baby is born?" Burt's parents (Catherine
O'Hara and Jeff Daniels) are heading to
Belgium before the birth of their grandchild
and really give no indication they even
have an interest in the vagabond couple or
a child conceived by them.
So Verona and Burt start from Denver
and travel from distant (U.S. and Canadian)
city to distant city. Mostly what they find is
disappointment and bad surprises.
Lily (Allison Janney), a former boss
and friend, proves to be a sharp-tongued,
demeaning person raising a dysfunctional
family with a distant and cynical husband

(Jim Gaffigan). A "cousin," LN, (Maggie
Gyllenhaal) gives new meaning to the words
New Age with a family bed, separation
issues and breastfeeding her own children
and random strangers' kids as well.
One of the most heartbreaking couples
they meet are former college friends Tom
(Chris Messina) and Munch (Melanie
Lynskey) who adopted a rainbow-
assortment of children because of fertility
issues. You think things are fine as the
couples go out for a night on the town, but
during a short dance in a club, the pain of
the couple agonizing over the loss of a fifth
pregnancy just days before comes to light.
There are jokes and laughs along the
way, but the trip gets more and more
discouraging for them and us as the
movie drags painfully along. The joke
timing could be done with a sundial for the
greater length of the movie and dialogue
was strained at best. The only redeeming
quality of the movie could be that Burt and
Verona seem to grow closer to each other,
despite an unwillingness of Verona to ever
mary Burt.
The mood and pace of the movie had an
altogether too-real feel with the plight of
the early-30's couple struggling to get the
basics of life. The depressing and awkward
production is best left for people who
want to kill a happy moment in their life.
JSMART may need to add more staff if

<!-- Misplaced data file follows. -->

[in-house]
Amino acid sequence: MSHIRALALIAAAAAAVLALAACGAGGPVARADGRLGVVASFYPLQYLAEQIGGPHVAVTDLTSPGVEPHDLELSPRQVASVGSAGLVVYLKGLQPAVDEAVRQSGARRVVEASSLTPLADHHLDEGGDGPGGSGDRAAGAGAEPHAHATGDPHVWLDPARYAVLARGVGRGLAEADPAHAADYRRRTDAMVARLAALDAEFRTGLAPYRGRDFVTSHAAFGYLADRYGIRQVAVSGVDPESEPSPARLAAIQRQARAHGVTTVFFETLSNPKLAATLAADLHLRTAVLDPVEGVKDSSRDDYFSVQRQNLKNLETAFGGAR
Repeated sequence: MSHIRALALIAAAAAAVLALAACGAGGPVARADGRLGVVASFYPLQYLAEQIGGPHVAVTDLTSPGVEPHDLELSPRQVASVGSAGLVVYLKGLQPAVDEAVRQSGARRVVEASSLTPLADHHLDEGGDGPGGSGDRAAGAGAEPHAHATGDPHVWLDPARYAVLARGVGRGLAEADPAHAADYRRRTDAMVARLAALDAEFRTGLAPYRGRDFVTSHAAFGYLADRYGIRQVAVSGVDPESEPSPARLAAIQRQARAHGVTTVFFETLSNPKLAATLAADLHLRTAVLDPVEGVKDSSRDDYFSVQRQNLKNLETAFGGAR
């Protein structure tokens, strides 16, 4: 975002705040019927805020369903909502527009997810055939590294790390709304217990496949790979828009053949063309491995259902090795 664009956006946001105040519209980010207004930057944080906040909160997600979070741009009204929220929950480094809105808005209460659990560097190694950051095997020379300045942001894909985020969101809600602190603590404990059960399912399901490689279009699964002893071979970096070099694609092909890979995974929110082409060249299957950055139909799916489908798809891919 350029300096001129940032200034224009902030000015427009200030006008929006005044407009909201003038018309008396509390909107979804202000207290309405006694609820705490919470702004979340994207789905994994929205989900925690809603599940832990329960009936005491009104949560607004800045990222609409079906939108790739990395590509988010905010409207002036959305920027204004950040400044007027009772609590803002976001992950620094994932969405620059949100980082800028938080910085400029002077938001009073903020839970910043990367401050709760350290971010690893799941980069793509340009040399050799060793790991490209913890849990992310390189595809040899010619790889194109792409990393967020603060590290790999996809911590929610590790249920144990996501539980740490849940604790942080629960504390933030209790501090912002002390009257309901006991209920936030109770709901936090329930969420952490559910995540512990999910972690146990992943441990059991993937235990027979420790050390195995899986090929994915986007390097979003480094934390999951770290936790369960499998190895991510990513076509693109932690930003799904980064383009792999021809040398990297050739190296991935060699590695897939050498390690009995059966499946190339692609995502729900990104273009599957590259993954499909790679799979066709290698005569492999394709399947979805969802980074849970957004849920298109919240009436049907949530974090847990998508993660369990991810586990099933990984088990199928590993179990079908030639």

this film continues to play at Naval Station
Guantanamo Bay. 0

Rated R
98 minutes
Rating: -

Approximately 35 Troopers from the 151st Civil
Engineering Squadron of the Utah Air National
Guard recently spent two weeks conducting
annual training at Naval Station Guantanamo
The Salt Lake City-based engineers worked
on projects around the naval station including
making repairs to docks and bleachers, installing
sheet rock in buildings on the Leeward side of
the island and tracing electrical circuits at the
naval hospital.
The projects gave the guardsmen an opportunity
to work on skills they would not normally have
the chance to practice at their home station and
provided new airmen the opportunity to hone
their skills.

A9 -Al *Hig

Don't fall into poor eating habits

Army Sgt.
Andrew Hillegass
JTF Guantanamo Public Affairs

It is a decision many of us face several
times a day. Do you go for the bowl of fruit
or bowl of ice cream? While most of us
will make the right choice when it comes to
what we eat, some of us, regardless of what
we choose, will inevitably find ourselves
putting on extra weight.
Being able to identify and curb bad
eating habits is the key component for
Troopers at Joint Task Force Guantanamo
seeking to lose or even maintain their
weight. However, with many Troopers
working irregular hours or shift work,
some are at a higher risk for weight gain
than others according to Navy Lt. Nicole
Hoffman, a dietician with Naval Station
Guantanamo Bay's naval hospital.
"The most challenging people to work
with are the guards working the night shift.
Not only do those Troopers gain weight
simply by working the night shift, they are
working long shifts and don't get enough
sleep because they also try to fit physical
training into their schedules," added
So what do you do if you find yourself
on the wrong end of your service's height
and weight standards? If you are in the
business to lose weight, here are some
tips from Hoffman on what you can do to
maximize your weight loss:
* Eat a balanced diet that includes a
good combination of protein, fats